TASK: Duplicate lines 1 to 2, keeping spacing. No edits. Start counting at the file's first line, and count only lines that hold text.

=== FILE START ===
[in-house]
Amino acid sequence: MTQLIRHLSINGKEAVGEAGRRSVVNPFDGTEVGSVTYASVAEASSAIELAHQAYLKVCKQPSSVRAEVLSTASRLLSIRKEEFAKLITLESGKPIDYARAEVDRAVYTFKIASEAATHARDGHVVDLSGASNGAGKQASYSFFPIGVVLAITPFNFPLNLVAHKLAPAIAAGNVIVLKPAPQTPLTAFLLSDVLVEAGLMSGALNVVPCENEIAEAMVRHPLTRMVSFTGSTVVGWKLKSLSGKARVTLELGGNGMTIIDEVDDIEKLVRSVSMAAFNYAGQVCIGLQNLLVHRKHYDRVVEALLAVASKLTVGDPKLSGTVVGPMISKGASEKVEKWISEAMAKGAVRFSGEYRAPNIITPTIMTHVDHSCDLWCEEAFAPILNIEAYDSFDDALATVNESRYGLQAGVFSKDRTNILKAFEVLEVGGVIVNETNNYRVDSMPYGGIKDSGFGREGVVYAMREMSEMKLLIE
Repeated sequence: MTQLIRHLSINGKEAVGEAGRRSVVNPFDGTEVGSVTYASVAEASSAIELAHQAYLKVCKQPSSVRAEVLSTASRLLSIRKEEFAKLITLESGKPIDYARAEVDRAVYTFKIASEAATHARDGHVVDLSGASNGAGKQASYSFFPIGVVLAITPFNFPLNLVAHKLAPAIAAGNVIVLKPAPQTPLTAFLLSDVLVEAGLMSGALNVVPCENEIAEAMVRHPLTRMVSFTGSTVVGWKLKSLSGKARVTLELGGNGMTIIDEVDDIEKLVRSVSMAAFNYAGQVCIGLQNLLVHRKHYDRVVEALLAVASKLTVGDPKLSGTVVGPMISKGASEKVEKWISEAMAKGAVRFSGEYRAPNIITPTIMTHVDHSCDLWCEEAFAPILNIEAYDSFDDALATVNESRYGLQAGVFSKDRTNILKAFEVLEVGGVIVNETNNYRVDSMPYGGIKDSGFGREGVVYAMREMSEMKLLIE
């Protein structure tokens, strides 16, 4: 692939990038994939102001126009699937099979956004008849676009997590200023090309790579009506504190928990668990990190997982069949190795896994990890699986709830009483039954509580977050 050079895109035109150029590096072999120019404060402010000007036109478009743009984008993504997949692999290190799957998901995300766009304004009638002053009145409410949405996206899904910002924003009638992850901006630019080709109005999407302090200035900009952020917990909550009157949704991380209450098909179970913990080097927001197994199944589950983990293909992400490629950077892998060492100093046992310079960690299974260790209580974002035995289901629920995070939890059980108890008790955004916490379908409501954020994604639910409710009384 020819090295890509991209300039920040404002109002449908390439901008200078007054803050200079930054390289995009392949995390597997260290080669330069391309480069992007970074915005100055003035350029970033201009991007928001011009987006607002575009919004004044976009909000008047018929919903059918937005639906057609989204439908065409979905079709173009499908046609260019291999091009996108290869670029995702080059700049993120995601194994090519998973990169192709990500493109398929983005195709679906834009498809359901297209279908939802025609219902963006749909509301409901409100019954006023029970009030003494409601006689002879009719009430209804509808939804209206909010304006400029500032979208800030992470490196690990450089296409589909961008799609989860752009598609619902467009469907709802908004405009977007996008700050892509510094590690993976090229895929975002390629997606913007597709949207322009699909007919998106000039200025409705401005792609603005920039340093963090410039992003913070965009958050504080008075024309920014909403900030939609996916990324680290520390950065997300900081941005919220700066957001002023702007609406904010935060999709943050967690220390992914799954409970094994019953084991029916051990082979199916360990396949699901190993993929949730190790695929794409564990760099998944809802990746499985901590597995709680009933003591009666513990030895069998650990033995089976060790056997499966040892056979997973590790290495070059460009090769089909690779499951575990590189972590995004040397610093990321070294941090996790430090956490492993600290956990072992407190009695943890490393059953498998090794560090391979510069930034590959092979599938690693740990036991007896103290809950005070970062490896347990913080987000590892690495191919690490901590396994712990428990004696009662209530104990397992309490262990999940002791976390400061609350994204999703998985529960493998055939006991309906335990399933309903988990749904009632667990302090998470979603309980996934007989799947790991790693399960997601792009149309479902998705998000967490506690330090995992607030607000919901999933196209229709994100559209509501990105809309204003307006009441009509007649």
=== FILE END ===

[in-house]
Amino acid sequence: MTQLIRHLSINGKEAVGEAGRRSVVNPFDGTEVGSVTYASVAEASSAIELAHQAYLKVCKQPSSVRAEVLSTASRLLSIRKEEFAKLITLESGKPIDYARAEVDRAVYTFKIASEAATHARDGHVVDLSGASNGAGKQASYSFFPIGVVLAITPFNFPLNLVAHKLAPAIAAGNVIVLKPAPQTPLTAFLLSDVLVEAGLMSGALNVVPCENEIAEAMVRHPLTRMVSFTGSTVVGWKLKSLSGKARVTLELGGNGMTIIDEVDDIEKLVRSVSMAAFNYAGQVCIGLQNLLVHRKHYDRVVEALLAVASKLTVGDPKLSGTVVGPMISKGASEKVEKWISEAMAKGAVRFSGEYRAPNIITPTIMTHVDHSCDLWCEEAFAPILNIEAYDSFDDALATVNESRYGLQAGVFSKDRTNILKAFEVLEVGGVIVNETNNYRVDSMPYGGIKDSGFGREGVVYAMREMSEMKLLIE